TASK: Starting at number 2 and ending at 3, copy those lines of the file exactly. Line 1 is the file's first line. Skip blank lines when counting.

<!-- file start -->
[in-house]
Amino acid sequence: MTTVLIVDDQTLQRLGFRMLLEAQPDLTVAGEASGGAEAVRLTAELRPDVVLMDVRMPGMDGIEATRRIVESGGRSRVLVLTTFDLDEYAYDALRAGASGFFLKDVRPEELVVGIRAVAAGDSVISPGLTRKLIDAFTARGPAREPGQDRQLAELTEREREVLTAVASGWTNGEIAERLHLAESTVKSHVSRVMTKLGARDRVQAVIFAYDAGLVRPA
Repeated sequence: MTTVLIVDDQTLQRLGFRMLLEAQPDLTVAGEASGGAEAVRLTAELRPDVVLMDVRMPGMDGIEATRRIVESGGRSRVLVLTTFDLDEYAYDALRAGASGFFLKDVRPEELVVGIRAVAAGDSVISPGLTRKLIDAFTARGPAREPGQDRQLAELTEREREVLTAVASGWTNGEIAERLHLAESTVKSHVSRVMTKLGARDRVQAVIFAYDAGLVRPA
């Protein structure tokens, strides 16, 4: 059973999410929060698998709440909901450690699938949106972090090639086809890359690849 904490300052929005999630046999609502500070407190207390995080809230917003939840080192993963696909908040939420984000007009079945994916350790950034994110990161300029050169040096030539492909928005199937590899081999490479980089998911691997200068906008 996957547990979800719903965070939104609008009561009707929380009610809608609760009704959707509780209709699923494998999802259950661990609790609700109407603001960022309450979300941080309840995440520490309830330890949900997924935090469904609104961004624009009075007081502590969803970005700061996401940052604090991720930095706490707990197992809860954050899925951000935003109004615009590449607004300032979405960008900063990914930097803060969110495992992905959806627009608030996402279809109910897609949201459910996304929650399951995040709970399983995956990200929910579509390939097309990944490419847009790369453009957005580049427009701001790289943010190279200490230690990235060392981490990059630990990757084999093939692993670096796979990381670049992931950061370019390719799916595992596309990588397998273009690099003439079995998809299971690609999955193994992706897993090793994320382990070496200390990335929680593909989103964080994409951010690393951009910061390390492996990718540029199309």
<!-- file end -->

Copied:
Amino acid sequence: MTTVLIVDDQTLQRLGFRMLLEAQPDLTVAGEASGGAEAVRLTAELRPDVVLMDVRMPGMDGIEATRRIVESGGRSRVLVLTTFDLDEYAYDALRAGASGFFLKDVRPEELVVGIRAVAAGDSVISPGLTRKLIDAFTARGPAREPGQDRQLAELTEREREVLTAVASGWTNGEIAERLHLAESTVKSHVSRVMTKLGARDRVQAVIFAYDAGLVRPA
Repeated sequence: MTTVLIVDDQTLQRLGFRMLLEAQPDLTVAGEASGGAEAVRLTAELRPDVVLMDVRMPGMDGIEATRRIVESGGRSRVLVLTTFDLDEYAYDALRAGASGFFLKDVRPEELVVGIRAVAAGDSVISPGLTRKLIDAFTARGPAREPGQDRQLAELTEREREVLTAVASGWTNGEIAERLHLAESTVKSHVSRVMTKLGARDRVQAVIFAYDAGLVRPA